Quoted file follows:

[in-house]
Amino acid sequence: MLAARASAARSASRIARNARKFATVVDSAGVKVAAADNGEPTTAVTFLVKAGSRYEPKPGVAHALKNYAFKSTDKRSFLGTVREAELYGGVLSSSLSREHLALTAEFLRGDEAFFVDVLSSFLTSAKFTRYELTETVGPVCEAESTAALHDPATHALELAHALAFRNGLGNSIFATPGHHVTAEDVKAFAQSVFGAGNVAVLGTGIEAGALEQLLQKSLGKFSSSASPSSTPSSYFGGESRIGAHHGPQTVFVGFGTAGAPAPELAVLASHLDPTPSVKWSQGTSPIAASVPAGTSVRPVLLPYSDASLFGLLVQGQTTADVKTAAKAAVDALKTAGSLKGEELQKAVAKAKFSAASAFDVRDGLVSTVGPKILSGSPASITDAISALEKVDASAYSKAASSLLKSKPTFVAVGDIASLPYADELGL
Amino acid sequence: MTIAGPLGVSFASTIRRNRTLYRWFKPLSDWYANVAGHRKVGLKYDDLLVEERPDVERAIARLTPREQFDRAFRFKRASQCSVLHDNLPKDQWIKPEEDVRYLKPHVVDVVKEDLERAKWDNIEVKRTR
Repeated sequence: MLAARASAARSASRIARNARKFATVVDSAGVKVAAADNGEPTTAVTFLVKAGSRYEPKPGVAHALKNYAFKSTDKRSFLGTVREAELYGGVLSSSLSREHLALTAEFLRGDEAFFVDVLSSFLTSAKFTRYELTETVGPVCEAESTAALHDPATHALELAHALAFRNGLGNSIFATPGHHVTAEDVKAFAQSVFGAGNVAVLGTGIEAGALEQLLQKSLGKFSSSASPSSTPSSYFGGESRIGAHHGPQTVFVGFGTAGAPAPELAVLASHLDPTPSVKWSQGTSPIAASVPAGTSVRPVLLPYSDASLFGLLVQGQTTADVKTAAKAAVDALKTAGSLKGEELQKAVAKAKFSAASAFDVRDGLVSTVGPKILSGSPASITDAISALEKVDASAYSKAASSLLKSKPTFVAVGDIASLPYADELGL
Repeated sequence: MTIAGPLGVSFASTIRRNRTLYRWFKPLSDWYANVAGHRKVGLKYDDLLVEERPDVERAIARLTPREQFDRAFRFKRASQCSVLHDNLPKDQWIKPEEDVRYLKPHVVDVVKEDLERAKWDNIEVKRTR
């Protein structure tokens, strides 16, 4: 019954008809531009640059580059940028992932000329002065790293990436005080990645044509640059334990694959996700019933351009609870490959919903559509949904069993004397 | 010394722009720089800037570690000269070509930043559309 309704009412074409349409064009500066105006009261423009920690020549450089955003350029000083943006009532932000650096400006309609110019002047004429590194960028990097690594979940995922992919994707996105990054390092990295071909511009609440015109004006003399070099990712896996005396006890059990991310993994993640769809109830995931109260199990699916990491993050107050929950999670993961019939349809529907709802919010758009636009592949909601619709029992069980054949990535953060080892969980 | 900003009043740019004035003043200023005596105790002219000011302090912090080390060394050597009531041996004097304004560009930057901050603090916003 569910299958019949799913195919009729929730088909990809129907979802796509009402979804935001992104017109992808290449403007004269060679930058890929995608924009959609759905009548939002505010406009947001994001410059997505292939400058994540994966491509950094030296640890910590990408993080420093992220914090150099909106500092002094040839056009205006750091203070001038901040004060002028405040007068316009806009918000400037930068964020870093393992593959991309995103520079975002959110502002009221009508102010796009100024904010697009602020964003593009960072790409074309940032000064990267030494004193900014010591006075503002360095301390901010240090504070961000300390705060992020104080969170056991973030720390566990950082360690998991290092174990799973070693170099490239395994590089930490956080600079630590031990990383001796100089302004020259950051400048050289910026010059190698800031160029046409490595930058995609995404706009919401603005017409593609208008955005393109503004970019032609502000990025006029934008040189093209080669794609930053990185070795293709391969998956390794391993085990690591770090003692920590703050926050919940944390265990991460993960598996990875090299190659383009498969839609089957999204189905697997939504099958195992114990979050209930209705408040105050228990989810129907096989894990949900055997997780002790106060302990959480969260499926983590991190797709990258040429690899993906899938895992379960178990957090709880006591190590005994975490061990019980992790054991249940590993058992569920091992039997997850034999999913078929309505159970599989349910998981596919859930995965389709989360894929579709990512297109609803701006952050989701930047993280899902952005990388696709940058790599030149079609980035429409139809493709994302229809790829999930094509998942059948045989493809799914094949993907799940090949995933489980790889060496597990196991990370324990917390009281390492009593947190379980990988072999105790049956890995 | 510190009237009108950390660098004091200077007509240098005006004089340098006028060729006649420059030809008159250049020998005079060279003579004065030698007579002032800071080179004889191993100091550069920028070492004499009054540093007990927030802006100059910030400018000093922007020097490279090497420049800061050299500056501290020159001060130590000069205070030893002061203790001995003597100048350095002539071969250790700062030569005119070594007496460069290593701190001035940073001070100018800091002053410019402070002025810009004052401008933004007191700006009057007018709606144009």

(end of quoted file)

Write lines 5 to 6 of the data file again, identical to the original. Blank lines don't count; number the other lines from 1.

Repeated sequence: MTIAGPLGVSFASTIRRNRTLYRWFKPLSDWYANVAGHRKVGLKYDDLLVEERPDVERAIARLTPREQFDRAFRFKRASQCSVLHDNLPKDQWIKPEEDVRYLKPHVVDVVKEDLERAKWDNIEVKRTR
């Protein structure tokens, strides 16, 4: 019954008809531009640059580059940028992932000329002065790293990436005080990645044509640059334990694959996700019933351009609870490959919903559509949904069993004397 | 010394722009720089800037570690000269070509930043559309 309704009412074409349409064009500066105006009261423009920690020549450089955003350029000083943006009532932000650096400006309609110019002047004429590194960028990097690594979940995922992919994707996105990054390092990295071909511009609440015109004006003399070099990712896996005396006890059990991310993994993640769809109830995931109260199990699916990491993050107050929950999670993961019939349809529907709802919010758009636009592949909601619709029992069980054949990535953060080892969980 | 900003009043740019004035003043200023005596105790002219000011302090912090080390060394050597009531041996004097304004560009930057901050603090916003 569910299958019949799913195919009729929730088909990809129907979802796509009402979804935001992104017109992808290449403007004269060679930058890929995608924009959609759905009548939002505010406009947001994001410059997505292939400058994540994966491509950094030296640890910590990408993080420093992220914090150099909106500092002094040839056009205006750091203070001038901040004060002028405040007068316009806009918000400037930068964020870093393992593959991309995103520079975002959110502002009221009508102010796009100024904010697009602020964003593009960072790409074309940032000064990267030494004193900014010591006075503002360095301390901010240090504070961000300390705060992020104080969170056991973030720390566990950082360690998991290092174990799973070693170099490239395994590089930490956080600079630590031990990383001796100089302004020259950051400048050289910026010059190698800031160029046409490595930058995609995404706009919401603005017409593609208008955005393109503004970019032609502000990025006029934008040189093209080669794609930053990185070795293709391969998956390794391993085990690591770090003692920590703050926050919940944390265990991460993960598996990875090299190659383009498969839609089957999204189905697997939504099958195992114990979050209930209705408040105050228990989810129907096989894990949900055997997780002790106060302990959480969260499926983590991190797709990258040429690899993906899938895992379960178990957090709880006591190590005994975490061990019980992790054991249940590993058992569920091992039997997850034999999913078929309505159970599989349910998981596919859930995965389709989360894929579709990512297109609803701006952050989701930047993280899902952005990388696709940058790599030149079609980035429409139809493709994302229809790829999930094509998942059948045989493809799914094949993907799940090949995933489980790889060496597990196991990370324990917390009281390492009593947190379980990988072999105790049956890995 | 510190009237009108950390660098004091200077007509240098005006004089340098006028060729006649420059030809008159250049020998005079060279003579004065030698007579002032800071080179004889191993100091550069920028070492004499009054540093007990927030802006100059910030400018000093922007020097490279090497420049800061050299500056501290020159001060130590000069205070030893002061203790001995003597100048350095002539071969250790700062030569005119070594007496460069290593701190001035940073001070100018800091002053410019402070002025810009004052401008933004007191700006009057007018709606144009």